EEMT™/ EEMT™ HS Esterified Estrogen and Methyltestosterone Tablets


Bottles of EEMT ™ and EEMT ™ HS

EEMT™ and EEMT™ HS are authorized generics of esterified estrogen/methyltestosterone tablets. EEMT™ and EEMT™ HS are distributed throughout all pharmaceutical wholesalers in the United States and hold first-position contract placement in several of the largest U.S. wholesalers.  Large buying groups, secondary wholesalers and pharmacy chains have distribution agreements for EEMT™ and EEMT™ HS.

Patient Information

Full Prescribing Information Including Black Box Warning

EEMT™ and EEMT™ HS Informational Flyer

Review uses, side effects, precautions and further details about EEMT™ and EEMT™ HS

Safety and Prescribing Information


Three independent case control studies have reported an increased risk  of   endometrial  cancer  in  postmenopausal  women  exposed to exogenous estrogens for prolonged   periods.1-3  This   risk was independent of  the other known risk factors for endometrial cancer. These studies are further supported by the finding that incidence rates of endometrial cancer have increased  sharply since 1969 in eight different areas of the United States with population-based  cancer  reporting systems, an increase which may be related to the rapidly expanding use of estrogens during the last decade.4The three case control studies reported that the risk of endometrial  cancer in estrogen users was about 4.5 to 13.9 times greater than in nonusers. The risk appears to depend on both duration of treatment and on estrogen dose. In view of these findings, when estrogens are used for the treatment of menopausal symptoms, the lowest dose that will control symptoms should be utilized and medication should be discontinued as soon as possible.  When prolonged treatment is medically indicated, the patient should be reassessed on at least a semiannual basis to determine the need for continued therapy. Although the evidence must be considered preliminary, one study suggests that cyclic administration of low doses of estrogen may carry less risk than continuous administration;3  it therefore appears prudent to utilize such a regimen.  Close clinical surveillance of all women taking estrogens is important. In all cases of undiagnosed persistent or recurring abnormal vaginal bleeding, adequate diagnostic measures should be undertaken to rule out malignancy.  There is no evidence at present that “natural” estrogens are more or less hazardous than “synthetic” estrogens at equiestrogenic doses.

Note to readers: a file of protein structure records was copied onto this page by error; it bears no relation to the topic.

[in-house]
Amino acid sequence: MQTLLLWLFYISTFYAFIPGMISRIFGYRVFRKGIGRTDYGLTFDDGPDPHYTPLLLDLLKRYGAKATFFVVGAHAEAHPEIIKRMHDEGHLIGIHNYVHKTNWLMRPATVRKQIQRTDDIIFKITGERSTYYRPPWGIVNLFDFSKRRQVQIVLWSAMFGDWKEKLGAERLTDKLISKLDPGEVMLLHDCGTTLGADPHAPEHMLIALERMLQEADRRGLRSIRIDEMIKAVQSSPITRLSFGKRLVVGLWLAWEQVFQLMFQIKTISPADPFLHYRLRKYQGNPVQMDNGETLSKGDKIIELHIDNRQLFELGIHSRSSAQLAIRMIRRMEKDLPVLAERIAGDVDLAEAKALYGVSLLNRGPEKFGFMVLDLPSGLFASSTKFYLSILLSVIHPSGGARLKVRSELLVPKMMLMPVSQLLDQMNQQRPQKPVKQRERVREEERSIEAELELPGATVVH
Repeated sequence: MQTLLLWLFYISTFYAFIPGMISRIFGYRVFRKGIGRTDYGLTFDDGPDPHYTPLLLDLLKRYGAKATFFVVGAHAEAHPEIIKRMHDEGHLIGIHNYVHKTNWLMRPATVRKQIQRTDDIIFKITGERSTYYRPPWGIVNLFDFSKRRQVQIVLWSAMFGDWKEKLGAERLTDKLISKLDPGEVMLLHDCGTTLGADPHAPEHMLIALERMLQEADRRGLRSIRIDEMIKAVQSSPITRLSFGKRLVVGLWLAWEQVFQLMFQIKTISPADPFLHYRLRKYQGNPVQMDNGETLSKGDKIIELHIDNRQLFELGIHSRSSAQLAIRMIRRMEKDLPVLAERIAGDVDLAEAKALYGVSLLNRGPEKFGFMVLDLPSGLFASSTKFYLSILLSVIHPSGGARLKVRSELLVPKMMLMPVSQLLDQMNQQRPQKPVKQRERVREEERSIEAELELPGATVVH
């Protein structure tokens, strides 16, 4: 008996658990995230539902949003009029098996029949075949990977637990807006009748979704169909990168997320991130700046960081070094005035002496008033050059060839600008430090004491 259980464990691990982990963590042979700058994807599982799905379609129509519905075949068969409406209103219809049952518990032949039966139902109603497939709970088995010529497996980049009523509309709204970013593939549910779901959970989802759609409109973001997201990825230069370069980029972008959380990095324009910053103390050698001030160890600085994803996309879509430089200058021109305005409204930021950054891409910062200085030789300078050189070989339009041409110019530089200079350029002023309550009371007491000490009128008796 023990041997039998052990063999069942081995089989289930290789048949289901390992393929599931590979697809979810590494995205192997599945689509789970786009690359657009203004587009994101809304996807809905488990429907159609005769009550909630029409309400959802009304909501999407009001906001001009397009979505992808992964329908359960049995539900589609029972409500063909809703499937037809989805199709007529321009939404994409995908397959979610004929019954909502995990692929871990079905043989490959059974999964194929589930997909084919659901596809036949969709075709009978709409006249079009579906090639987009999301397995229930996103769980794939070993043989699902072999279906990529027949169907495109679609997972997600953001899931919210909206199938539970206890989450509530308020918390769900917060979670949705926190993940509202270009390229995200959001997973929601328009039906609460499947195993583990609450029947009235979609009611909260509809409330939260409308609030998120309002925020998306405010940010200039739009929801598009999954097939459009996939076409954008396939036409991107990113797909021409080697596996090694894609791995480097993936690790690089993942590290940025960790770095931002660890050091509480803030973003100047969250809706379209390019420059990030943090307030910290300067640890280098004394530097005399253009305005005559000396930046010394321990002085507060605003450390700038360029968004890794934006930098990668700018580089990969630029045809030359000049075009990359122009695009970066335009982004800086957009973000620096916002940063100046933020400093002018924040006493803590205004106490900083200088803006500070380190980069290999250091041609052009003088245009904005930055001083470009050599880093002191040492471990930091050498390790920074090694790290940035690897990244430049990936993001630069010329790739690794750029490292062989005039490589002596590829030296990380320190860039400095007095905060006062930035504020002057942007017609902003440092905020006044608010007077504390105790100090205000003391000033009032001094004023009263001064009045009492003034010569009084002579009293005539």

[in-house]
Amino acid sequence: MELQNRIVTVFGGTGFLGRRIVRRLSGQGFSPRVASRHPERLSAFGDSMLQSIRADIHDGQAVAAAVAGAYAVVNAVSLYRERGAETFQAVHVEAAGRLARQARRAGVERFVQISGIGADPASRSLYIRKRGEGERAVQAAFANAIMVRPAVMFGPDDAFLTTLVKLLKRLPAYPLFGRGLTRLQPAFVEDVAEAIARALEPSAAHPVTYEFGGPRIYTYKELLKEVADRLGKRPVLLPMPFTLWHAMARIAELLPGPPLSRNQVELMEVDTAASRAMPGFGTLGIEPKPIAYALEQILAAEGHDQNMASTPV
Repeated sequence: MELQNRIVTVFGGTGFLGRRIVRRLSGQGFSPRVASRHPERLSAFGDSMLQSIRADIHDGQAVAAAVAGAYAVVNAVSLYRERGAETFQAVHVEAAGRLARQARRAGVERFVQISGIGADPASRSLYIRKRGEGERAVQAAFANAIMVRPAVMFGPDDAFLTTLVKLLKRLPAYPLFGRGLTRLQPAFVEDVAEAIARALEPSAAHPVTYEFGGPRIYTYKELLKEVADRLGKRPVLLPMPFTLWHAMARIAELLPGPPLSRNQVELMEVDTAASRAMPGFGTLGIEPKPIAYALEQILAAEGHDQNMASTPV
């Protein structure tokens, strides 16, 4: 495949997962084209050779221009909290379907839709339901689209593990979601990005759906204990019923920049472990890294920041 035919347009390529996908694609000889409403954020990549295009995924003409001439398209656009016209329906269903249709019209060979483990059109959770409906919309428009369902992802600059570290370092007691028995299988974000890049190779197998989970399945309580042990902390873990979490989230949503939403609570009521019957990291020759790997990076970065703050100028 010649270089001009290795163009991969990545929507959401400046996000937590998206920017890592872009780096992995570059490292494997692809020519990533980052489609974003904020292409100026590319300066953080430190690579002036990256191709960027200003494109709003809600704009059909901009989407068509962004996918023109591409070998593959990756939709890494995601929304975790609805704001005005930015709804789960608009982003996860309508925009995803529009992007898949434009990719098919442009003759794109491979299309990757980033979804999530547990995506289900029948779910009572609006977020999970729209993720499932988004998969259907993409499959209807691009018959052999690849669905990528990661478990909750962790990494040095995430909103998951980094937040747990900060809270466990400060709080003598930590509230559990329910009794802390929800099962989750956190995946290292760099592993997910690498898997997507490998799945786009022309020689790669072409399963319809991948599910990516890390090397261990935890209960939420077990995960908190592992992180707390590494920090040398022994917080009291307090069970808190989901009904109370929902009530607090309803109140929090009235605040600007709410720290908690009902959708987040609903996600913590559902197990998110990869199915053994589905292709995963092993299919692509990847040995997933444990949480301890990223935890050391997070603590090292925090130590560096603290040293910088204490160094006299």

The use of female sex hormones, both estrogens and progestogens, during early pregnancy may seriously damage the offspring. It has been shown that females exposed in utero to diethylstilbestrol, a non-steroidal estrogen, have an increased risk of developing  in  later  life  a  form  of  vaginal or cervical cancer that is ordinarily extremely rare.5,6 This risk has been estimated as not greater than 4 per 1,000 exposures.7  Furthermore, a high percentage of  such exposed women (from 30 to 90 percent) have been found to have vaginal adenosis, 8-12  epithelial changes of  the vagina and cervix. Although these changes are histologically benign, it is not known whether they are precursors of malignancy. Although similar data are not available with the use of other estrogens, it cannot be presumed they would not induce similar changes.  Several reports suggest an association between intrauterine exposure to female sex hormones and congenital anomalies, including congenital heart defects and limb reduction defects. 13-16  One case control study 16  estimated a 4.7-fold increased risk of  limb reduction defects in infants exposed in utero to sex hormones (oral  contraceptives, hormone withdrawal tests for  pregnancy, or attempted treatment for threatened abortion). Some of these exposures were very short and involved only a few days of treatment. The data suggest that the risk of limb reduction defects in exposed fetuses is somewhat less than 1 per 1,000.  In the past, female sex hormones have been used during pregnancy in an attempt to treat threatened or habitual abortion.  There is considerable evidence that estrogens are ineffective for these indications, and there is no evidence from well controlled studies that progestogens are effective for these uses. If EEMT ™ and EEMT ™ HS is used during pregnancy, or if the patient becomes pregnant while taking this drug, she should be apprised of the potential risks to the fetus, and the advisability of pregnancy continuation.